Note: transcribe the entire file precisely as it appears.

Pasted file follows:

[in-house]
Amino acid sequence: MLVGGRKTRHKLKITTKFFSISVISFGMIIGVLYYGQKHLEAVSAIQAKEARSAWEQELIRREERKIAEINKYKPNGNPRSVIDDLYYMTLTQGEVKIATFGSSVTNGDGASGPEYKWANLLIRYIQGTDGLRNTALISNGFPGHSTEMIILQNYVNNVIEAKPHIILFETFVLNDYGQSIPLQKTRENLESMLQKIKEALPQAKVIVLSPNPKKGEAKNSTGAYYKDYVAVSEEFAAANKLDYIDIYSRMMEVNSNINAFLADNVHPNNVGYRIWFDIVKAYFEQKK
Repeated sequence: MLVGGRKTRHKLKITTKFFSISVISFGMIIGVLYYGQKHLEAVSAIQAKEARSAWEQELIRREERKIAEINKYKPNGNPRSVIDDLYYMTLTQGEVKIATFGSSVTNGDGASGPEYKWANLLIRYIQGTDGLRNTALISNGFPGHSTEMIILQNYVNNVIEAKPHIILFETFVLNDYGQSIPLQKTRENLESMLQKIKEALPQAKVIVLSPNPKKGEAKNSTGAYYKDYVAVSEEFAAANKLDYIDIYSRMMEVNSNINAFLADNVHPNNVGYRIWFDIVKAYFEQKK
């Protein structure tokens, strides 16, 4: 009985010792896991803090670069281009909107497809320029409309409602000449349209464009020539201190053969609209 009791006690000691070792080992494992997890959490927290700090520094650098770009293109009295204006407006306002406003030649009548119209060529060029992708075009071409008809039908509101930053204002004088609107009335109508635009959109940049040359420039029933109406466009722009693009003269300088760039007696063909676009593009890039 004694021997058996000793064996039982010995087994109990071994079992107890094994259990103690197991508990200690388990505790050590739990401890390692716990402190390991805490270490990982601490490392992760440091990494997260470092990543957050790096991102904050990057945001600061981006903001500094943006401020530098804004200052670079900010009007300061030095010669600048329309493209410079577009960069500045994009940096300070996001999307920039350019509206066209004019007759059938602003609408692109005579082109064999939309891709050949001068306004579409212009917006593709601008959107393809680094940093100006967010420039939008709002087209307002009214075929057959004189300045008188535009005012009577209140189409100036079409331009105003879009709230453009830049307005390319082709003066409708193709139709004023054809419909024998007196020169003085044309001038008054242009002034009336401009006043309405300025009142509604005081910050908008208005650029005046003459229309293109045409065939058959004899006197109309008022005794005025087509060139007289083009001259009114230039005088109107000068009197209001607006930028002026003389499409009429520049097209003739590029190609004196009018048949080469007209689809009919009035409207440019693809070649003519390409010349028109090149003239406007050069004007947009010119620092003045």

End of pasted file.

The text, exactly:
[in-house]
Amino acid sequence: MLVGGRKTRHKLKITTKFFSISVISFGMIIGVLYYGQKHLEAVSAIQAKEARSAWEQELIRREERKIAEINKYKPNGNPRSVIDDLYYMTLTQGEVKIATFGSSVTNGDGASGPEYKWANLLIRYIQGTDGLRNTALISNGFPGHSTEMIILQNYVNNVIEAKPHIILFETFVLNDYGQSIPLQKTRENLESMLQKIKEALPQAKVIVLSPNPKKGEAKNSTGAYYKDYVAVSEEFAAANKLDYIDIYSRMMEVNSNINAFLADNVHPNNVGYRIWFDIVKAYFEQKK
Repeated sequence: MLVGGRKTRHKLKITTKFFSISVISFGMIIGVLYYGQKHLEAVSAIQAKEARSAWEQELIRREERKIAEINKYKPNGNPRSVIDDLYYMTLTQGEVKIATFGSSVTNGDGASGPEYKWANLLIRYIQGTDGLRNTALISNGFPGHSTEMIILQNYVNNVIEAKPHIILFETFVLNDYGQSIPLQKTRENLESMLQKIKEALPQAKVIVLSPNPKKGEAKNSTGAYYKDYVAVSEEFAAANKLDYIDIYSRMMEVNSNINAFLADNVHPNNVGYRIWFDIVKAYFEQKK
């Protein structure tokens, strides 16, 4: 009985010792896991803090670069281009909107497809320029409309409602000449349209464009020539201190053969609209 009791006690000691070792080992494992997890959490927290700090520094650098770009293109009295204006407006306002406003030649009548119209060529060029992708075009071409008809039908509101930053204002004088609107009335109508635009959109940049040359420039029933109406466009722009693009003269300088760039007696063909676009593009890039 004694021997058996000793064996039982010995087994109990071994079992107890094994259990103690197991508990200690388990505790050590739990401890390692716990402190390991805490270490990982601490490392992760440091990494997260470092990543957050790096991102904050990057945001600061981006903001500094943006401020530098804004200052670079900010009007300061030095010669600048329309493209410079577009960069500045994009940096300070996001999307920039350019509206066209004019007759059938602003609408692109005579082109064999939309891709050949001068306004579409212009917006593709601008959107393809680094940093100006967010420039939008709002087209307002009214075929057959004189300045008188535009005012009577209140189409100036079409331009105003879009709230453009830049307005390319082709003066409708193709139709004023054809419909024998007196020169003085044309001038008054242009002034009336401009006043309405300025009142509604005081910050908008208005650029005046003459229309293109045409065939058959004899006197109309008022005794005025087509060139007289083009001259009114230039005088109107000068009197209001607006930028002026003389499409009429520049097209003739590029190609004196009018048949080469007209689809009919009035409207440019693809070649003519390409010349028109090149003239406007050069004007947009010119620092003045």